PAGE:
Welcoming a dog into your home is a big decision, especially if you have a family. Caring for a pet involves a lot of commitment, and that’s especially true for dogs. They generally need more space and attention than cats, and most will need to go outside to relieve themselves a couple times per day. If you’ve decided to adopt a dog, prepare your home and vehicle before picking up the pooch. Use this checklist to ensure that your pet has a safe and smooth transition to its new home.
- Crate or cage – While it’s not a good idea to cage your animal for extended periods of time, having a place where it’s safe and secure while you’re cleaning the house or bringing in loads of groceries can be helpful. Make the crate a safe and comfortable place with bedding, and keep the door open whenever possible so your new pet can come and go as it pleases.
- Bed – If your dog won’t be sleeping in its crate, make sure it has a place to lie down. Designating a comfortable sleeping area will make it easier to keep your pet off the furniture and out of your bed.
- Grooming supplies – While you may prefer to have most grooming done professionally, it’s still a good idea to have dog shampoo, a brush and nail clippers on-hand just in case.
- Lint rollers – If you get a breed of dog that is prone to shedding, a lint roller can help keep your clothes fur-free.
- Vet – Before adopting a dog, it’s a good idea to find a vet in the area, especially if you need advice choosing a breed or finding a place to get your pup.
- Food – Ask your vet what kind and how much food your dog should get daily, and stick to his or her recommendation. Many dogs will eat well past the point of being full, so you have to help enforce portion control. It’s also a good idea to find out what kind of food your dog has been eating, and if you transition to a new one, do so slowly to avoid an upset stomach.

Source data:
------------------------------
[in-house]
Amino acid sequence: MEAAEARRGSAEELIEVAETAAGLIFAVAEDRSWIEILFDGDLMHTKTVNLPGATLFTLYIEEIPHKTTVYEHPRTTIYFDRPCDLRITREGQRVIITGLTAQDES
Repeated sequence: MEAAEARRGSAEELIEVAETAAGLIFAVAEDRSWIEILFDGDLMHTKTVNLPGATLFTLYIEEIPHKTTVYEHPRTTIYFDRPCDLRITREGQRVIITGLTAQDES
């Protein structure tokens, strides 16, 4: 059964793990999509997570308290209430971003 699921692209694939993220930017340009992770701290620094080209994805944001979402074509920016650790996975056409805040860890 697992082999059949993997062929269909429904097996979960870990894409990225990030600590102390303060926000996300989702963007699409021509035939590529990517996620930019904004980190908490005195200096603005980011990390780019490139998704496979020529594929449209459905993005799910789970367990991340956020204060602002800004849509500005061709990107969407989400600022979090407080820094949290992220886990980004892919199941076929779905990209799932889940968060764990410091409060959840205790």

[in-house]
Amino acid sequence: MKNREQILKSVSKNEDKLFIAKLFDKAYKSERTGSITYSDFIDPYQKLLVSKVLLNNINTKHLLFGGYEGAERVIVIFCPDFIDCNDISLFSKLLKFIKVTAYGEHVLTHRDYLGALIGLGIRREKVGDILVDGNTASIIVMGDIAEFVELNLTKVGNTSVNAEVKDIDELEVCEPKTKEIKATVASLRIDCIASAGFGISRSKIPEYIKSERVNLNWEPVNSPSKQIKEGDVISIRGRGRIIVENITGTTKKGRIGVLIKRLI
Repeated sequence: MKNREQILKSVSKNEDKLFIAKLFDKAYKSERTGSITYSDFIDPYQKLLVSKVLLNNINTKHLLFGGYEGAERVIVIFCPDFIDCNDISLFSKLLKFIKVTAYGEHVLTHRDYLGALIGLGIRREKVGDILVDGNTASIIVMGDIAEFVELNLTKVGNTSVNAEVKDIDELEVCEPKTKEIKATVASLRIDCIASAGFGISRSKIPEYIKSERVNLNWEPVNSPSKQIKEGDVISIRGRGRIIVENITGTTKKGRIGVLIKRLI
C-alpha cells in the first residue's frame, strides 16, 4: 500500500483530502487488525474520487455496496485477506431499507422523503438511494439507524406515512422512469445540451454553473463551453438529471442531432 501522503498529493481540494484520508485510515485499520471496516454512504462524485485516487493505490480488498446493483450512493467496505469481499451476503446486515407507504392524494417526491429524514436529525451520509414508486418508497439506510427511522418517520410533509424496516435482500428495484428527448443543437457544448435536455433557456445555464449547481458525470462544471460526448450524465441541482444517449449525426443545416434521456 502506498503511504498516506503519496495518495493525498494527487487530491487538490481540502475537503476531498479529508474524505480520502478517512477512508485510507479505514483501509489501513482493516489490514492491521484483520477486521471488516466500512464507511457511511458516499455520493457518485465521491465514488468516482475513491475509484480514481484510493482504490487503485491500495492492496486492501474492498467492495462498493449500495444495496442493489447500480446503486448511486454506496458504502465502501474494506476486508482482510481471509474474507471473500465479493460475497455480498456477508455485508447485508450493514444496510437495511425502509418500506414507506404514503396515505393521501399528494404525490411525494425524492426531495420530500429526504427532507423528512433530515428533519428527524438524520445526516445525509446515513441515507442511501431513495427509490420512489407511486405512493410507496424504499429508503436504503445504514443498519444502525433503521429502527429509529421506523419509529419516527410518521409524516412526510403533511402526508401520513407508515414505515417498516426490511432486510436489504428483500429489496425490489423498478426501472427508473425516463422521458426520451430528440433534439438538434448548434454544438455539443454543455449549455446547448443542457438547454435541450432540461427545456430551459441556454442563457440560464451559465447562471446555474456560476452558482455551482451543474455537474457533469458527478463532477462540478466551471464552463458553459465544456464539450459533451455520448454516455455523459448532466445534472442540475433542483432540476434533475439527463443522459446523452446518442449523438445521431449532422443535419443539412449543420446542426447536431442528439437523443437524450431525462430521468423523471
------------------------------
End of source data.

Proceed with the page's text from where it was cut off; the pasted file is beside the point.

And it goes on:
- Dishes – Get food and water dishes for your pup, plus a couple spares to keep in the car for when you travel or go to the park.
- Toys – Get a couple toys before you bring your dog home, then buy more based on what your pup likes. Having toys to play with will reduce the chance that your dog will start playing with your shoes or the furniture. A few good chew toys are essential when adopting a dog.
- Vaccines – Ask the shelter or breeder whether your dog has been vaccinated, and be sure to get documentation. If your pet needs additional shots, arrange a vaccination schedule with your vet.
- Spay and neuter – Unless you have a show dog, or plan to stud or breed your new pet, you should consider spaying or neutering. According the Animal Protective League, companion animal overpopulation is a problem, and reducing the risk of unexpected puppies is the responsible thing to do.
- I.D. tags and microchip – After picking up your new companion, make sure it gets an I.D. tag, or even better, a microchip implant.
When taking your new pet home for the first time, keep in mind that animals can cause a distraction in the car, especially if they’re in a new environment. Make sure you’re covered by affordable auto insurance, and if you’re looking for a provider, compare auto insurance ratings between companies before choosing a policy.
Dale Cooper has been blogging about financial services, insurance and education for more than three years. He holds a B.A. in English and lives in Cleveland. In his spare time, Dale enjoys cooking and traveling.
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